The CPT® manual defines insertion as “placement of catheter though a newly established venous access” to distinguish it from replacement, in which a new catheter is inserted though the same access site. CVC insertion of a centrally inserted CVC is reported with codes 36555-36566. The table below provides a summary of the codes.
Table 1: CENTRALLY INSERTED CVC INSERTION
|w/o port or pump
|Insertion (< 5 years)
|(≥ 5 years)
||36558 (1 access)
||36561 (1 access)
|36565 (2 accesses)
||36566 (2 accesses)
Fluoroscopic (77001) or ultrasound (76937) guidance is not included in code 36555-36566 and should be reported separately.
PICC insertion is reported with codes 36568-36573. The table below provides a summary of the codes.
Table 2: PERIPHERALLY INSERTED CVC INSERTION
|w/o port or pump, w/o imaging
||w/o port or pump, w/ imaging
Notice there are codes that specifically include all associated imaging guidance (36572, 36573). If imaging guidance is used, but position of the catheter tip cannot be confirmed, modifier 52 should be applied to code 36572 or 36573. If imaging guidance is not used, the non-imaging placement codes should be reported (36868-36869).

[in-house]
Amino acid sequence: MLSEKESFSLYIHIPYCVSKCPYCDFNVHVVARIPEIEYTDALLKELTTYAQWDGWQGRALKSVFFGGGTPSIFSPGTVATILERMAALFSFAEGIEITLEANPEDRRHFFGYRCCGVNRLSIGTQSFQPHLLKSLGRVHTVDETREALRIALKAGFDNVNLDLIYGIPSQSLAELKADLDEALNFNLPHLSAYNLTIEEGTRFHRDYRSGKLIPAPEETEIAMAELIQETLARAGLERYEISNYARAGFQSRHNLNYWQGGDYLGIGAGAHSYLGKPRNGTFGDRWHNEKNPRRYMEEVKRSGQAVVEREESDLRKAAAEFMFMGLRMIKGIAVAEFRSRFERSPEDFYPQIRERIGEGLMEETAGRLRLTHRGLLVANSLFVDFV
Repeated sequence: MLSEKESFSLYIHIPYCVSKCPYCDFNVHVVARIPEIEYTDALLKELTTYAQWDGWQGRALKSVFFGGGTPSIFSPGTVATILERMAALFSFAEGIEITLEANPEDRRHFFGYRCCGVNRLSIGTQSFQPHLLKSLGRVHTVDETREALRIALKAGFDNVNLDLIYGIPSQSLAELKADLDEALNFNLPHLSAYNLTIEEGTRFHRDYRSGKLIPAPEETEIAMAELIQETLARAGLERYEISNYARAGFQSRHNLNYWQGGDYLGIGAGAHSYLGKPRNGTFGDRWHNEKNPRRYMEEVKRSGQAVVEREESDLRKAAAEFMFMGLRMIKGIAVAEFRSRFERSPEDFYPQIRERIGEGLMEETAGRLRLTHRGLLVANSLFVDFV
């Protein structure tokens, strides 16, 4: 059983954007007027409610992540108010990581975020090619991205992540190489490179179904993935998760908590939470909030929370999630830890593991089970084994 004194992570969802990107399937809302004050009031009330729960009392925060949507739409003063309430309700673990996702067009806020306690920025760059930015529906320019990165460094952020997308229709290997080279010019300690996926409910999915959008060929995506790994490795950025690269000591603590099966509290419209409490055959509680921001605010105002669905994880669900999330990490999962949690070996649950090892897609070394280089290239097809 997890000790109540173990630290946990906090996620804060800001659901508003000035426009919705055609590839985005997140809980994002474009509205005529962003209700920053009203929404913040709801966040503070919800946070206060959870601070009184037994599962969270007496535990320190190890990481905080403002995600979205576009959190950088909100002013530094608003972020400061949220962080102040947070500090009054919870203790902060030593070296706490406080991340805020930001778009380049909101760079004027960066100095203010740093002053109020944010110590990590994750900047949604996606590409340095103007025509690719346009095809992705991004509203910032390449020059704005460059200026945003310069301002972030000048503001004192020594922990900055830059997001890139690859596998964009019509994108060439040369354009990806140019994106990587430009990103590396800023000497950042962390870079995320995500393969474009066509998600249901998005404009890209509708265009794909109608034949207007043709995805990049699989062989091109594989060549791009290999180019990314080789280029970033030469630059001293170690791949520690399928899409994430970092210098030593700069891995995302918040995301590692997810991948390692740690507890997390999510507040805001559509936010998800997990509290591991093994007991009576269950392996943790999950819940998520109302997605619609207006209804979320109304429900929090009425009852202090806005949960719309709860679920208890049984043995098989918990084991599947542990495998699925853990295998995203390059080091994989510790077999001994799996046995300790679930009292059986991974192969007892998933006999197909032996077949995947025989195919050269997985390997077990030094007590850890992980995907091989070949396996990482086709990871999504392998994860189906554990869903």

CVC Repair, Replacement, and Removal
CVC repair is defined by the CPT® manual as “fixing device without replacement of either catheter or port/pump.”
CVC repair is reported with code 36575 (without port) or 36576 (with port) for both centrally inserted and peripherally inserted CVCs. Some catheters, such as Tesio-style catheters, have 2 catheters. Repair of both catheters would be reported with 2 units of the repair code.